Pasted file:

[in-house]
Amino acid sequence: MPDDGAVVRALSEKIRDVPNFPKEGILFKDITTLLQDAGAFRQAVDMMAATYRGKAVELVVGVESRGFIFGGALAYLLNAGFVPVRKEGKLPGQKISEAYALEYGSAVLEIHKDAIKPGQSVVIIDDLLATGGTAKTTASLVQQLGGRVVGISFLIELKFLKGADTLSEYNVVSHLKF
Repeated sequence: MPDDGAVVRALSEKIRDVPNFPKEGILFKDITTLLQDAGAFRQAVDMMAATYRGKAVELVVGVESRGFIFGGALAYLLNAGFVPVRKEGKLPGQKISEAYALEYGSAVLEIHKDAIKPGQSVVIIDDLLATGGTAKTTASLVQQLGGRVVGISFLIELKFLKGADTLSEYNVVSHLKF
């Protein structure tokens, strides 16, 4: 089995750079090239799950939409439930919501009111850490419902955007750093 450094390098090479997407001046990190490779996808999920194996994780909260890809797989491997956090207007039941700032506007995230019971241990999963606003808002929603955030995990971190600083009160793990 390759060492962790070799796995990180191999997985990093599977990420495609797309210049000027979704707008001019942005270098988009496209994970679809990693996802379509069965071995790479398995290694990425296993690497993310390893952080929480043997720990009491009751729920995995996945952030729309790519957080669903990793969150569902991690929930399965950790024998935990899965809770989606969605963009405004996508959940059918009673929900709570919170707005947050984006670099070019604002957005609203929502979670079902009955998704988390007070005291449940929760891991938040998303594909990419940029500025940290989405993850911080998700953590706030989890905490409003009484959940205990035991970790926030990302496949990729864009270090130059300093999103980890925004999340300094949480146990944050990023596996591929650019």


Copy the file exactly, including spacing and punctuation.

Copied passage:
[in-house]
Amino acid sequence: MPDDGAVVRALSEKIRDVPNFPKEGILFKDITTLLQDAGAFRQAVDMMAATYRGKAVELVVGVESRGFIFGGALAYLLNAGFVPVRKEGKLPGQKISEAYALEYGSAVLEIHKDAIKPGQSVVIIDDLLATGGTAKTTASLVQQLGGRVVGISFLIELKFLKGADTLSEYNVVSHLKF
Repeated sequence: MPDDGAVVRALSEKIRDVPNFPKEGILFKDITTLLQDAGAFRQAVDMMAATYRGKAVELVVGVESRGFIFGGALAYLLNAGFVPVRKEGKLPGQKISEAYALEYGSAVLEIHKDAIKPGQSVVIIDDLLATGGTAKTTASLVQQLGGRVVGISFLIELKFLKGADTLSEYNVVSHLKF
């Protein structure tokens, strides 16, 4: 089995750079090239799950939409439930919501009111850490419902955007750093 450094390098090479997407001046990190490779996808999920194996994780909260890809797989491997956090207007039941700032506007995230019971241990999963606003808002929603955030995990971190600083009160793990 390759060492962790070799796995990180191999997985990093599977990420495609797309210049000027979704707008001019942005270098988009496209994970679809990693996802379509069965071995790479398995290694990425296993690497993310390893952080929480043997720990009491009751729920995995996945952030729309790519957080669903990793969150569902991690929930399965950790024998935990899965809770989606969605963009405004996508959940059918009673929900709570919170707005947050984006670099070019604002957005609203929502979670079902009955998704988390007070005291449940929760891991938040998303594909990419940029500025940290989405993850911080998700953590706030989890905490409003009484959940205990035991970790926030990302496949990729864009270090130059300093999103980890925004999340300094949480146990944050990023596996591929650019």